Columbia Law Review board nukes website over Palestine article

The conflict within US universities over support for and reporting on the war Israel is waging in Gaza has thrown up another depressing case.

Last November, lawyer Rabea Eghbariah was to be the first Palestinian published in the Harvard Law Review, but he had his essay spiked before it could be published. The editors of the Columbia Law Review stepped in and stepped up, offering Eghbariah a chance to publish a newly updated essay in their journal. The Review’s board of directors intervened, responding not just by censoring the article itself, but by disabling the Review’s entire website. (It currently says, seemingly dishonestly, that it’s “under maintenance”.)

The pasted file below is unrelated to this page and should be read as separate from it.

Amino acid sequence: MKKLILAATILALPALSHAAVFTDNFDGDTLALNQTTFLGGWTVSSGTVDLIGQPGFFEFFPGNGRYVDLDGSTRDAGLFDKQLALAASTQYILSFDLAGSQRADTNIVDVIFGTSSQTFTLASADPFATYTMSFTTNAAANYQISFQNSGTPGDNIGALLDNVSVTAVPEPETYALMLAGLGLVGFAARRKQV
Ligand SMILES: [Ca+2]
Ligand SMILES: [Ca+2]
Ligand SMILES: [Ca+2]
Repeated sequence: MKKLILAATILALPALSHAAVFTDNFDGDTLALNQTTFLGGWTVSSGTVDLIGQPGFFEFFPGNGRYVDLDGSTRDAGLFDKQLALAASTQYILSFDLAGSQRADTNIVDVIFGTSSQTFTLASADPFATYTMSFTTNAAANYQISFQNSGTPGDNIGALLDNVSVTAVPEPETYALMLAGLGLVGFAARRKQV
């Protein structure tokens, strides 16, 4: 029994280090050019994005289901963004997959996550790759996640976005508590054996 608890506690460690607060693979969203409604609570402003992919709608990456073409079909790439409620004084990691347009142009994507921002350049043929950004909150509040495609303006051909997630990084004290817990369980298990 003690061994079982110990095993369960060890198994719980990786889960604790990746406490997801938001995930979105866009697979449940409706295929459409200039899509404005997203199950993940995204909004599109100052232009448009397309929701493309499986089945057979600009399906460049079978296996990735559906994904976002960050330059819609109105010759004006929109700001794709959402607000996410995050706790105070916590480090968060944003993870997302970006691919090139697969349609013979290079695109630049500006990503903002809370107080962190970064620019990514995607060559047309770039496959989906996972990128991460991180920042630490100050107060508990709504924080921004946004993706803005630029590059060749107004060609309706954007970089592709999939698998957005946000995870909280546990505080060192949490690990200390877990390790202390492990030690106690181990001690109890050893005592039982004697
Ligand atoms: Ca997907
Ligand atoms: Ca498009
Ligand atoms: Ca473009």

The worst thing is that Eghbariah’s article, which can still be read here, is not some aggressive polemic. It’s a thoughtful, considered, thoroughly researched essay that argues that the experience of the Palestinian people since 1948 is a category of oppression worthy of its own label, “nakba”. Eghbariah argues that it differs from genocide, from apartheid and from colonialism in important ways, ways that the law should recognise – just as it did following the Nuremberg trials, which prompted the recognition of “genocide” as a special category of crime that could exist in addition to “crimes against humanity”, which predated World War II.

Whatever you think of Eghbariah’s argument – I happen to find it extremely persuasive, but others may not – it seems deeply troubling that the Law Review of an Ivy League college would stoop to such naked censorship.